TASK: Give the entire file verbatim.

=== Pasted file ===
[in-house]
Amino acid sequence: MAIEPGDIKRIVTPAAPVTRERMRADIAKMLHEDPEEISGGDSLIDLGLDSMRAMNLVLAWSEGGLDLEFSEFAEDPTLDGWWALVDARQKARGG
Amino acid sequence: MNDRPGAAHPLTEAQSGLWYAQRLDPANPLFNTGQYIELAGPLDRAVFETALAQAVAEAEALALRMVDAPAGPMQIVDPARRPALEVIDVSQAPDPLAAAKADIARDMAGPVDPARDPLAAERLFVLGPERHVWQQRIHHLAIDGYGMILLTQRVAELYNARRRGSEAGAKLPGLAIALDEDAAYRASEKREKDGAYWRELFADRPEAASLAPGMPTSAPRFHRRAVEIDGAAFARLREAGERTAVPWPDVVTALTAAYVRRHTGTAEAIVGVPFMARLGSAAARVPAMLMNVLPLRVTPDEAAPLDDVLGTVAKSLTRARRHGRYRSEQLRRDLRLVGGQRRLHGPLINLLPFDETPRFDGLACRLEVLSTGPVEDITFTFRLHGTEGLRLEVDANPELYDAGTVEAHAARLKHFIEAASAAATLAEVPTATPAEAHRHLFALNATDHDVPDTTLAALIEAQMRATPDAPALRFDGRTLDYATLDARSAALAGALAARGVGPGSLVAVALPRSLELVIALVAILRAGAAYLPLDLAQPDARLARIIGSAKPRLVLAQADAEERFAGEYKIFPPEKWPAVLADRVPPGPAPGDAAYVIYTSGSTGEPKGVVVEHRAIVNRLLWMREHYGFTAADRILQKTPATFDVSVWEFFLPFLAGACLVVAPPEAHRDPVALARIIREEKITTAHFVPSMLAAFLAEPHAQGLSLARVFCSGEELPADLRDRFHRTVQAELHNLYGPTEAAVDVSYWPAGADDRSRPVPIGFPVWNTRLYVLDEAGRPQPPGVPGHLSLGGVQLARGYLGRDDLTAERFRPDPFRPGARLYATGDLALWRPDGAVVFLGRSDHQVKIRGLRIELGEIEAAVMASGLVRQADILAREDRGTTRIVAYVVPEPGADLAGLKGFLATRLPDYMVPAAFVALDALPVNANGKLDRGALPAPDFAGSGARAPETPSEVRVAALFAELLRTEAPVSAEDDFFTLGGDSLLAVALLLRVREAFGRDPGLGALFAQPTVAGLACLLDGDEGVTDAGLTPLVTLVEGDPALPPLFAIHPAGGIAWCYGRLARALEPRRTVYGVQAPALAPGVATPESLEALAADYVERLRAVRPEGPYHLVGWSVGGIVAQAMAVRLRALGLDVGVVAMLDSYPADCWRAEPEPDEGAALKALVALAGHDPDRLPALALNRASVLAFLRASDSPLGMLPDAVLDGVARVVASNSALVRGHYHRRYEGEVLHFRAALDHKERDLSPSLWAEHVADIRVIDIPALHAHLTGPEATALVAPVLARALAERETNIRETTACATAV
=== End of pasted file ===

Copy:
[in-house]
Amino acid sequence: MAIEPGDIKRIVTPAAPVTRERMRADIAKMLHEDPEEISGGDSLIDLGLDSMRAMNLVLAWSEGGLDLEFSEFAEDPTLDGWWALVDARQKARGG
Amino acid sequence: MNDRPGAAHPLTEAQSGLWYAQRLDPANPLFNTGQYIELAGPLDRAVFETALAQAVAEAEALALRMVDAPAGPMQIVDPARRPALEVIDVSQAPDPLAAAKADIARDMAGPVDPARDPLAAERLFVLGPERHVWQQRIHHLAIDGYGMILLTQRVAELYNARRRGSEAGAKLPGLAIALDEDAAYRASEKREKDGAYWRELFADRPEAASLAPGMPTSAPRFHRRAVEIDGAAFARLREAGERTAVPWPDVVTALTAAYVRRHTGTAEAIVGVPFMARLGSAAARVPAMLMNVLPLRVTPDEAAPLDDVLGTVAKSLTRARRHGRYRSEQLRRDLRLVGGQRRLHGPLINLLPFDETPRFDGLACRLEVLSTGPVEDITFTFRLHGTEGLRLEVDANPELYDAGTVEAHAARLKHFIEAASAAATLAEVPTATPAEAHRHLFALNATDHDVPDTTLAALIEAQMRATPDAPALRFDGRTLDYATLDARSAALAGALAARGVGPGSLVAVALPRSLELVIALVAILRAGAAYLPLDLAQPDARLARIIGSAKPRLVLAQADAEERFAGEYKIFPPEKWPAVLADRVPPGPAPGDAAYVIYTSGSTGEPKGVVVEHRAIVNRLLWMREHYGFTAADRILQKTPATFDVSVWEFFLPFLAGACLVVAPPEAHRDPVALARIIREEKITTAHFVPSMLAAFLAEPHAQGLSLARVFCSGEELPADLRDRFHRTVQAELHNLYGPTEAAVDVSYWPAGADDRSRPVPIGFPVWNTRLYVLDEAGRPQPPGVPGHLSLGGVQLARGYLGRDDLTAERFRPDPFRPGARLYATGDLALWRPDGAVVFLGRSDHQVKIRGLRIELGEIEAAVMASGLVRQADILAREDRGTTRIVAYVVPEPGADLAGLKGFLATRLPDYMVPAAFVALDALPVNANGKLDRGALPAPDFAGSGARAPETPSEVRVAALFAELLRTEAPVSAEDDFFTLGGDSLLAVALLLRVREAFGRDPGLGALFAQPTVAGLACLLDGDEGVTDAGLTPLVTLVEGDPALPPLFAIHPAGGIAWCYGRLARALEPRRTVYGVQAPALAPGVATPESLEALAADYVERLRAVRPEGPYHLVGWSVGGIVAQAMAVRLRALGLDVGVVAMLDSYPADCWRAEPEPDEGAALKALVALAGHDPDRLPALALNRASVLAFLRASDSPLGMLPDAVLDGVARVVASNSALVRGHYHRRYEGEVLHFRAALDHKERDLSPSLWAEHVADIRVIDIPALHAHLTGPEATALVAPVLARALAERETNIRETTACATAV